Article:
Pastoral and Spiritual Care
Pastoral care is unique to the Christian religion. The word pastor is Latin for shepherd.
Pastoral care is rooted in the care a shepherd provides his flock. When we think of a shepherd, the 23rd Psalm comes to mind. The shepherd brings the flock to green pastures, ensuring that there are no poisonous plants. He leads them beside still waters, where they can drink clean water. A Pastor attends to the spiritual feeding of their congregation. The shepherd uses his rod and staff to defend the flock against wild animals. The Pastor looks out for threats to their congregation. The shepherd anoints sheep that are wounded with oil; oil is used for healing. The Pastor helps members of the congregation heal their wounds.
Often a person has a relationship with a church for their whole life. The care a church provides assists a person on their journey as they go through stages in life, baptism, wedding, and finally care as their journey draws to an end. Sometimes things happen that wound a person, and the church can provide care to help a person heal.
The care a church provides helps a person to have a healthier life. According to a study led by researchers at Harvard T.H. Chan School of Public Health and Brigham and Women’s Hospital, July 12, 2022, “they noted that for healthy people, spiritual community participation–as exemplified by religious service attendance – is associated with healthier lives, including greater longevity, less depression and suicide, and less substance use.”
The care a church provides is multi-faceted: what goes on within a person spiritually during worship, the teaching offered through the scripture readings, homily and liturgy, intercessory prayer, the sacraments: bread and wine, the support from fellow worshipers, the clergy with whom you have conversations with, and the practical help such as an offer of snow shovelling or a casserole delivered at the front door when someone has died. God is working through all these things.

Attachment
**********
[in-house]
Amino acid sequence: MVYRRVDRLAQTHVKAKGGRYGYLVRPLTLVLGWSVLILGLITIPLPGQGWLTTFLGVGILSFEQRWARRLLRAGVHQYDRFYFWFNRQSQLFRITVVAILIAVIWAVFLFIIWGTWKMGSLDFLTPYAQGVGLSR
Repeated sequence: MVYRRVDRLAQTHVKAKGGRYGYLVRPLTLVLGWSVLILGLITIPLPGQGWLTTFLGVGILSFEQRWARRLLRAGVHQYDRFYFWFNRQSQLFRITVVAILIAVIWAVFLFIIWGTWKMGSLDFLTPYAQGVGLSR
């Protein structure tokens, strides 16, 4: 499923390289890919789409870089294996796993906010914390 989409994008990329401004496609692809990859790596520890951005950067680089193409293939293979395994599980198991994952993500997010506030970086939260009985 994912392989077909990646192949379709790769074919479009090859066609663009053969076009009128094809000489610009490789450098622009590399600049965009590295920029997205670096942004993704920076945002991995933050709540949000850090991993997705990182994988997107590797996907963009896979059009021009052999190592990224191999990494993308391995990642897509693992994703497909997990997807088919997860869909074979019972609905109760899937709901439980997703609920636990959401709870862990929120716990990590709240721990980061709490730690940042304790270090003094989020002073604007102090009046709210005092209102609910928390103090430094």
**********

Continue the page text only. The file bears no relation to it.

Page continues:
A cautionary comment, clergy are not qualified as counsellors unless they have received specialized training. However, clergy are often good listeners, can offer spiritual guidance and direction, and can pray with a person. Some problems can be solved with having someone who will just listen.
At St. Stephen’s, the Pastor, the Rev’d Canon Ed Swayze, leads the Pastoral and Spiritual Care team, which includes our Deacon Associate, the Rev’d Barbara Fugelsang, and a Shepherd, Arlene H..
A Shepherd provides pastoral care, maintains contact with parishioners, lets them know that the church cares for them, and makes the Pastor aware of any special situations. A Shepherd may visit new families and shut-ins. If you are interested in becoming a Shepherd, please contact the Pastor.
Pastoral and Spiritual Care happens through participating in worship. Intercessory prayer may be offered to address specific concerns. Pastoral and Spiritual Care needs may also be addressed through Spiritual Formation and Community Building activities. Specific Pastoral and Spiritual Care activities that a church offers are described below.
Parish Visit, Private Communion or In Hospital?
If you would like the clergy or a Shepherd to visit, or if someone is sick, in hospital or shut-in and would like a visit or communion, contact the Pastor.
When you are admitted to hospital, please note on your admitting form that you are Anglican and your parish is St. Stephen’s, and contact the clergy or church office. Hospitals adhere to strict confidentiality rules and deny access otherwise.
House Blessings/Renewal of Wedding Vows
Please contact the Pastor.
The Prayer Shawl Ministry is designed to bring together people willing to knit, crochet or quilt shawls that are then blessed during a Eucharist. These shawls are then given to people in need – for reasons of illness or distress of any kind. Contact the Pastor if you would like to participate in this ministry or if you know someone who could benefit by receiving a prayer shawl.
The Pastor has an inventory that helps a couple assess their relationship. Questions cover marriage expectations, personality issues, communication, conflict resolution, financial management, leisure activities, sexual expectations, children and parenting, family and friends, role relationship and spiritual beliefs.